12 Things Developers Wish the CIO Remembered

  December 03, 2013

Every CIO wants to build a development team that’s hard-working, loyal, and devoted to creating quality software. The developers are willing! But they want CIOs to lead them and understand their needs. Here’s what developers hope their CIOs keep in mind to motivate them and make them happy.


I know that as you move to the upper reaches of management, it can be hard to remember what it’s like at the front lines of the IT world. On behalf of all the programmers, sysadmins, designers, and project managers who make things happen from day to day, here are some reminders to help you help us make you look good.

1. We want to make a difference to the organization.

As much as we love playing with new technology and making cool stuff, most of us don't do it for its own sake. We want to make a difference in the organization. When I set up a company-wide wiki, it's not because I think wikis are cool, but because I want to transform the company's culture of information sharing. When I spend time researching the latest tools, and choose tools like Orange to delve into datasets looking for patterns, it's not for my own gratification, but to help my co-workers do what they do even better.

Don't keep us in the dark. Feed us as much information as possible, because digesting and processing information is what we do. Give us numbers. Let us know future plans. The more complete the information we have, the more informed decisions we can make. You're not protecting us by holding it back; rather, you are hobbling us.

2. Marketing is not IT. IT is not Marketing.

Ever since the late 90s when someone in Marketing realized it was simple to put together an index.html, Marketing and IT have been locked in an ugly dance, with each partner trying to lead. All too often, they step on the other's toes.

It makes sense. Tools exist that let anyone in Marketing Communications with a shred of design sense (or not) create good looking webpages. It's just that, too often, Marketing doesn't understand the great responsibility that hides behind their great power.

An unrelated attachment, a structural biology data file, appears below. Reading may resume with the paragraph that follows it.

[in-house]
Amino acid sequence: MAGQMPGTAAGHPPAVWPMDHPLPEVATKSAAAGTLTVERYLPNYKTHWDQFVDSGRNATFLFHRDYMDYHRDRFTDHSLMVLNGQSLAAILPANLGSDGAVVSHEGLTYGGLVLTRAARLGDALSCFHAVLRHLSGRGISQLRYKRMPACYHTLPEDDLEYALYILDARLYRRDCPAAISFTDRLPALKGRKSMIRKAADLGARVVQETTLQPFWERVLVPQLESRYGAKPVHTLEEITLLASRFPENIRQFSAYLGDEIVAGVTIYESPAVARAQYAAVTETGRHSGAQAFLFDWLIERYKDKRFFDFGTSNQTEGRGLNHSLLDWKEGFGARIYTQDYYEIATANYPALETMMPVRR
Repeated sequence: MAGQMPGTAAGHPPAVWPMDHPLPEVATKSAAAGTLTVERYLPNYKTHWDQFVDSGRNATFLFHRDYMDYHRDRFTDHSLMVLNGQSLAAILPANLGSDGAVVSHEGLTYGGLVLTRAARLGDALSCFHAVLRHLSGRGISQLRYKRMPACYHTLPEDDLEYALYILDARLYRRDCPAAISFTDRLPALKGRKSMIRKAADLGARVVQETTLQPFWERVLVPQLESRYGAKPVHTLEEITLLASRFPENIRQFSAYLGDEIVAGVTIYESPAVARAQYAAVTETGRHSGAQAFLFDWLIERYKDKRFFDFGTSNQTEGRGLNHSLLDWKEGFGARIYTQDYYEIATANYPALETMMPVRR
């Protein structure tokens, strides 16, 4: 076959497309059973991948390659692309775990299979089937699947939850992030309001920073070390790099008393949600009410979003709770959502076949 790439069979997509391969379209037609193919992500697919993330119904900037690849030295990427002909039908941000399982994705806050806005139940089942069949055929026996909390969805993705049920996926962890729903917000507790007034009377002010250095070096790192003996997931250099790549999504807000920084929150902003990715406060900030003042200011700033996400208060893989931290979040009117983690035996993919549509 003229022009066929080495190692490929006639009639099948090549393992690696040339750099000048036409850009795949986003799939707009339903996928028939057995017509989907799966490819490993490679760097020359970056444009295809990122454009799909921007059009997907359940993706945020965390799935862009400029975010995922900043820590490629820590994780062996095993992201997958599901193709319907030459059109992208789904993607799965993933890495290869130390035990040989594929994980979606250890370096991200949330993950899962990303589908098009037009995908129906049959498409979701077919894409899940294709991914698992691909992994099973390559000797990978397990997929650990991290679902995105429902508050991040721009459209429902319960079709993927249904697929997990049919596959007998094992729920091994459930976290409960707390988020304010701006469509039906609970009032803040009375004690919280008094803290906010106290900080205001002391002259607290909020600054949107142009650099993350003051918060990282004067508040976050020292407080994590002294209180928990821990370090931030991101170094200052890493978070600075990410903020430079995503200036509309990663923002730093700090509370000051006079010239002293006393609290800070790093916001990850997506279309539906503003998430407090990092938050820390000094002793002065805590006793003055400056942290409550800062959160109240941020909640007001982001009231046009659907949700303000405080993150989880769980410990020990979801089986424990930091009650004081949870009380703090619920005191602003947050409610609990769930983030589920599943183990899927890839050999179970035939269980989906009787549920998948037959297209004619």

Mr. MarComm can publish a new home page on the company website that looks great on his computer, but he doesn't realize that dragging and dropping a 2000x2000 JPEG into DreamDesign means that every visitor and bot will be pulling a 3MB file across the pipe. He doesn't realize that there's more to mass mailings than downloading a $19.95 copy of RoboSlammer Mail Deluxe, feeding it an Excel spreadsheet of 10,000 email addresses, and kicking off a mailing run before going out for a two-hour lunch, thus dragging the entire company to its knees.

On the flip side, just because it's on a computer doesn't mean it's our job. Help us push back against the requests to "Just change one little thing on the website" on Friday at 4:00pm.

None of this is to say that we can't help, too. It pains me every time I see someone from Marketing manually updating the footers in the website each January 2nd. We want to help with that. Work with us. We'll listen.

Marketing and IT need to work together, side by side as equals. Help us do that.

3. We need to be protected from the rest of the organization.

Nobody in HR has someone from outside his department come and ask for "Just a little favor, could you do one little thing for me? I've got this Excel file and I'm trying to make the columns do this..." But we in IT get it all the time.